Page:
Southwest Airlines has become a paragon not only in the airline industry, but in the business world at large. In fact, for 20 consecutive years, the company has been named to Fortune Magazine’s “Most Admired Companies” list and is consistently recognized for its customer satisfaction, quality of service, and corporate citizenship. All of this has led to a passionate, loyal customer base that few other companies enjoy.
As a Fortune 500 company with over 46,000 employees, the company attributes much of its success to its triple bottom line approach, placing equal value on people, the planet, and profit as it conducts business. This approach, which takes all stakeholders into account, may not yet be common in the upper echelons of the Fortune 500, but it is a key differentiating factor that has set Southwest Airlines apart from its competitors in a fiercely competitive industry and has also made it a model business that others emulate. We had a chance to discuss these keys to success with Bill Tiffany, Vice President of Supply Chain Management, and Casey Dunn, Southwest Airlines spokesperson.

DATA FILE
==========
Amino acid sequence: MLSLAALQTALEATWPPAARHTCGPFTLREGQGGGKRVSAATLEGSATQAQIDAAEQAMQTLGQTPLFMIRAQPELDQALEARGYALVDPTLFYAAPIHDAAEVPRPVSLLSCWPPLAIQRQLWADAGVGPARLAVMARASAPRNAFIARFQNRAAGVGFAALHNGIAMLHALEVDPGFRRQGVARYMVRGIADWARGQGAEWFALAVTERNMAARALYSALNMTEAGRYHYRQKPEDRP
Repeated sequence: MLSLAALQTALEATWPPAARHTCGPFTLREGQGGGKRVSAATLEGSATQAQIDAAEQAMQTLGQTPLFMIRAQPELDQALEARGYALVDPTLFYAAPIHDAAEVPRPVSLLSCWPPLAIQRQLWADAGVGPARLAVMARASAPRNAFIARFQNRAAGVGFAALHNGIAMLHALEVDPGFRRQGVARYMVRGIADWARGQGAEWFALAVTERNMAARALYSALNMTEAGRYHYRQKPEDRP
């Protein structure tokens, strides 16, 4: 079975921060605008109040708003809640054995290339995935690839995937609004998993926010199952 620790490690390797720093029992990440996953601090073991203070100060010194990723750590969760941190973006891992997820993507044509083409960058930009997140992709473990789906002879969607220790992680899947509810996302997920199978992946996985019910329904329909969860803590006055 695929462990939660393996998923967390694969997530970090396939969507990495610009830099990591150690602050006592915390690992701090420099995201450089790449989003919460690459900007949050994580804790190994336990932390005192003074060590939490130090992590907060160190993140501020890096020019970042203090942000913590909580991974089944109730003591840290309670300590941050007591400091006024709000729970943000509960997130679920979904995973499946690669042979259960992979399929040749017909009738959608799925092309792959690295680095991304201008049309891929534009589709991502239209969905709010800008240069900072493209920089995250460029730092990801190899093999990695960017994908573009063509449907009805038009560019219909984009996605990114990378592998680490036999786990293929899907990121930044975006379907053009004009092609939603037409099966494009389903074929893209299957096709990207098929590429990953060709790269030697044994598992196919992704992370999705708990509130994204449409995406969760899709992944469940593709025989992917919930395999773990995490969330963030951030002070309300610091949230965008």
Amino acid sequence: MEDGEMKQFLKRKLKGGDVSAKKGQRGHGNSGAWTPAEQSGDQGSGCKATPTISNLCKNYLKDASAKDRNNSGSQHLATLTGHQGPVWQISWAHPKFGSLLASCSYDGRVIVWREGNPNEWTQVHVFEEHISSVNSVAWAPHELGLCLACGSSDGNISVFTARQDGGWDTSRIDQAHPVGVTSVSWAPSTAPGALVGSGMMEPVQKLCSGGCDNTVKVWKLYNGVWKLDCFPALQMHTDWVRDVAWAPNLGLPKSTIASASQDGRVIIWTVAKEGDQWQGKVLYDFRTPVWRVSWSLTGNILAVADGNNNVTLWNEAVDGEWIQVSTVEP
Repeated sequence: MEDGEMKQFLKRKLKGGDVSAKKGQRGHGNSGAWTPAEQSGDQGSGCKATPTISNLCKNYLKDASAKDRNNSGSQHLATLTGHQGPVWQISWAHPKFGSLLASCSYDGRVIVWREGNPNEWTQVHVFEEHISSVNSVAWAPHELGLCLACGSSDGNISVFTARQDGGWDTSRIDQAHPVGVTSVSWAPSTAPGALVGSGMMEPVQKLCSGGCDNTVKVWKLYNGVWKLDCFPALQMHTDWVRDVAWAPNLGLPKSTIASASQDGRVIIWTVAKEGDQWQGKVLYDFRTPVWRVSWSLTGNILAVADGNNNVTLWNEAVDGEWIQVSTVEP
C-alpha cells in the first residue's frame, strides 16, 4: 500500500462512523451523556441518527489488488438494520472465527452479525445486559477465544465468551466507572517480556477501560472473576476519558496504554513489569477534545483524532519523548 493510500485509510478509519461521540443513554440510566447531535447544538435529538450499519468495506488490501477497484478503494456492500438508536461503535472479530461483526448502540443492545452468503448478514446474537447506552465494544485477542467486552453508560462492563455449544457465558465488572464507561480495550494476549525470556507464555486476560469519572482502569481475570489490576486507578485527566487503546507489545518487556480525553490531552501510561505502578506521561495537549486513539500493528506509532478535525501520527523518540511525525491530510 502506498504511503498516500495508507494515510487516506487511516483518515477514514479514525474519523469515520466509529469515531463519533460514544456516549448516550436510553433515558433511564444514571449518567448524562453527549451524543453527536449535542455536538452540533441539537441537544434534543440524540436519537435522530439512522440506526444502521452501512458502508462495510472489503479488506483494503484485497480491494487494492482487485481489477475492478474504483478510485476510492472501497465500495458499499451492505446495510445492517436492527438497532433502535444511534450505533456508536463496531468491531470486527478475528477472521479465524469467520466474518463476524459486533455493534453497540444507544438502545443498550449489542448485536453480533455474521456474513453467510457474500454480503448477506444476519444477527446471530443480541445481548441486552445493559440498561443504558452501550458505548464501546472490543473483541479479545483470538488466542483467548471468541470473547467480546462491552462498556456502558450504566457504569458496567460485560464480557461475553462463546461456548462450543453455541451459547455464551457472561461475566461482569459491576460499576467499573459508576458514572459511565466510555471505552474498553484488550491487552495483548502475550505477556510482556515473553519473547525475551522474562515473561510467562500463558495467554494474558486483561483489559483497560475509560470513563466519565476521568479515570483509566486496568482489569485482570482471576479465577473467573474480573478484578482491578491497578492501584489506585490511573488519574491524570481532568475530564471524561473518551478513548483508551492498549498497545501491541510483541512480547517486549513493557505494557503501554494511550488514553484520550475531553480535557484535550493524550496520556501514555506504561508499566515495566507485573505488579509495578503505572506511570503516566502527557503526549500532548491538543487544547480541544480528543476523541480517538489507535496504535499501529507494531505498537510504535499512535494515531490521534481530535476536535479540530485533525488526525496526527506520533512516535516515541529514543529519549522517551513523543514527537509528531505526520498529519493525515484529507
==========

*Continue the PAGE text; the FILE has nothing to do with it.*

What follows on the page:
Everything starts with our employees. We believe that creating an environment where they are happy, engaged, and thriving gives them the energy and freedom to do what they do best - deliver world-famous customer service.
What strategies is Southwest Airlines implementing to be a more socially and environmentally responsible company?
Casey Dunn: Southwest Airlines adheres to a triple bottom line approach, which takes into account our performance and productivity, the importance of our people and the communities we serve, and our commitment to efficiency and the planet. We recognize that each of these elements is interconnected and dependent upon the other. Our fuel efficiency initiatives reduce costs while also minimizing our environmental impact. Similarly, our investments in the communities where Southwest flies contribute to making them great places to live, work, and visit. Of course, none of this could happen without our 46,000 passionate employees. They are the reason our customers keep coming back. We are committed to creating a job-secure environment where our employees have opportunities to grow and make a positive difference.